Estimating Health Insurance Premiums in Early Retirement
The most effective way to demonstrate the magnitude of the early-retirement health insurance problem is by working an actual example. This is very easy to do using Healthcare.Gov?s health insurance plans & prices web page.
I ran an example using a couple, both age 50, earning $100,000 per year, and living in the Atlanta metropolitan area. Atlanta is an excellent example, because it is both a very large metropolitan area, but it has a more moderate cost structure than other large urban areas.
Here?s what turned up:
So we have a monthly premium of almost $1,300 ? that?s $15,600 per year. If one spouse has a large medical claim, like surgery, you might pay a $2,000 deductible for that person, plus a $5,000 copayment (20% of a total cost of, say $25,000, which is roughly the going rate for simple surgical procedure).
That would mean that you will pay $15,600 in a year in which you have no major medical events. But if one of you does have a major medical event, you could be paying out $22,600 ? or more.
But let?s get back to the base monthly premium. $1,300 per month will very likely be your single highest expense in early retirement. This will almost certainly be true if you have paid off your mortgage, or plan to have it paid off by the time you retire.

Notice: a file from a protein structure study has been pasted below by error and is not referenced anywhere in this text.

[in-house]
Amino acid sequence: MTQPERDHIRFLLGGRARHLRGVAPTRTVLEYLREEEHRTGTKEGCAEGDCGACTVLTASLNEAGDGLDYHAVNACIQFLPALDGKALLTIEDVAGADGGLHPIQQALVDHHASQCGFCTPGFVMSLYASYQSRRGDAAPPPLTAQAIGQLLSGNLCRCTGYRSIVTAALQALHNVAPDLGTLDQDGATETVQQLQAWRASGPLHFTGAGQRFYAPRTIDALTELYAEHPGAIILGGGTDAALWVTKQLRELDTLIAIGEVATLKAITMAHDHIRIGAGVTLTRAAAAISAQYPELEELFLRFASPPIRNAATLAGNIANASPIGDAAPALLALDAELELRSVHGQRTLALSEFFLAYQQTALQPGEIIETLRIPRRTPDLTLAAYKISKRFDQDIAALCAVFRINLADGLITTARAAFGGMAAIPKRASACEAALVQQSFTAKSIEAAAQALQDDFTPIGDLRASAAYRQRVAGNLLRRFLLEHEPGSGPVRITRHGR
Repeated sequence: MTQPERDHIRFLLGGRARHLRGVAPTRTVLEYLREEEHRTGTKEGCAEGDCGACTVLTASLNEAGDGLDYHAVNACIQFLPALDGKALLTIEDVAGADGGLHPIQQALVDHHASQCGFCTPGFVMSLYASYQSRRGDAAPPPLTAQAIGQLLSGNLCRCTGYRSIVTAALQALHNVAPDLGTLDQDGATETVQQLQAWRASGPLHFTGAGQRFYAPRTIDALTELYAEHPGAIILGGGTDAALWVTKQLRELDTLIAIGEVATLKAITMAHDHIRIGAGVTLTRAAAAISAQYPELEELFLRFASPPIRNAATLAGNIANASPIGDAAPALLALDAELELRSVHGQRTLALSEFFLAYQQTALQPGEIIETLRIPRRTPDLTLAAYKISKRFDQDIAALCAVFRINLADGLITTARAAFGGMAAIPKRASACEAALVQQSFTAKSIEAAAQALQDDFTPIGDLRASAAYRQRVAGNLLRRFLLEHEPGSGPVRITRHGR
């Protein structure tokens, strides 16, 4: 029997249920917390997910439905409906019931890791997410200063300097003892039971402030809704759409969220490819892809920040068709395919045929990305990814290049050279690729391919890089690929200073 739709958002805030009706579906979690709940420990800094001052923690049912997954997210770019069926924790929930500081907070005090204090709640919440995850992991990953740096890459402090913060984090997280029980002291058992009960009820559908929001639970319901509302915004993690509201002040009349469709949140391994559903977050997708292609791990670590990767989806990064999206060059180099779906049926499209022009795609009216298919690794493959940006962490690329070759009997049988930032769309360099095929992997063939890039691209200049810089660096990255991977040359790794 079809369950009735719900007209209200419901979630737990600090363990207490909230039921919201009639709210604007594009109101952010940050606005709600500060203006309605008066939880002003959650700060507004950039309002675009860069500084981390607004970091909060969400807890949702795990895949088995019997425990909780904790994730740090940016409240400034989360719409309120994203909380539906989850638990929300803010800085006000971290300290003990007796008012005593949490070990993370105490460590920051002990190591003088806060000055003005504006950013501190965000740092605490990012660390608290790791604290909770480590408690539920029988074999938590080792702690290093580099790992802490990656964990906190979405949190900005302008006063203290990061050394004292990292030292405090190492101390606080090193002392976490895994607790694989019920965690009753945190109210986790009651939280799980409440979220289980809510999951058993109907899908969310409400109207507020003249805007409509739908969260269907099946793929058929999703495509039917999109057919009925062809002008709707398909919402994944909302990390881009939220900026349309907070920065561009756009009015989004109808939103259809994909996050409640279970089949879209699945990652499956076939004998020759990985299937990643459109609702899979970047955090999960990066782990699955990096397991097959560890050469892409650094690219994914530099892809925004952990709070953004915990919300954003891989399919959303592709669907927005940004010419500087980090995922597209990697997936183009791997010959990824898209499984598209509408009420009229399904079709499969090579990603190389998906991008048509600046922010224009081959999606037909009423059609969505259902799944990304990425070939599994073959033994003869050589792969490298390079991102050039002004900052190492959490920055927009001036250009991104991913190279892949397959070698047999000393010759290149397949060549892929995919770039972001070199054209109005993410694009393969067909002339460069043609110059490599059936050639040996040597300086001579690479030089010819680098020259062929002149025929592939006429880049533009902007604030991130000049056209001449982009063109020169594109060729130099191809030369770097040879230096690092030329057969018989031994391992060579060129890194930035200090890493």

The early-retirement strategies that I?ve seen again and again routinely fail to take this totally predictable expense into account. What it means is that even if you could survive comfortably on $5,000 per month, you?ll have to increase that to a minimum of $6,300 just to cover your basic monthly health insurance premium.
6 Strategies for the Early Retirement Health Insurance Dilemma
Let?s start by declaring that there are no perfect solutions when it comes to the early-retirement health insurance problem. On a broader level, there are no perfect solutions when it comes to health insurance, period.
But with that factoid in mind, let?s propose some suggestions.
1. Go on Your Spouse?s Employer Health Insurance Plan
This is certainly the simplest solution, though it?s not exactly a fair one. After all, it presumes that while you?re enjoying early-retirement, your spouse must maintain a job so that you can both have health insurance. That?s not equitable. But of course, it assumes that your spouse has ? or will have ? a job that includes health insurance when the time rolls around for your retirement.
If you do go this route, be sure to have a workable back-up plan. Jobs can be lost, especially during economic downturns, and even more so as we age. It?s that age discrimination problem that everyone likes to pretend doesn?t exist. After all, age discrimination is illegal, right?
2. Plan to Get a Part-time Job with Health Insurance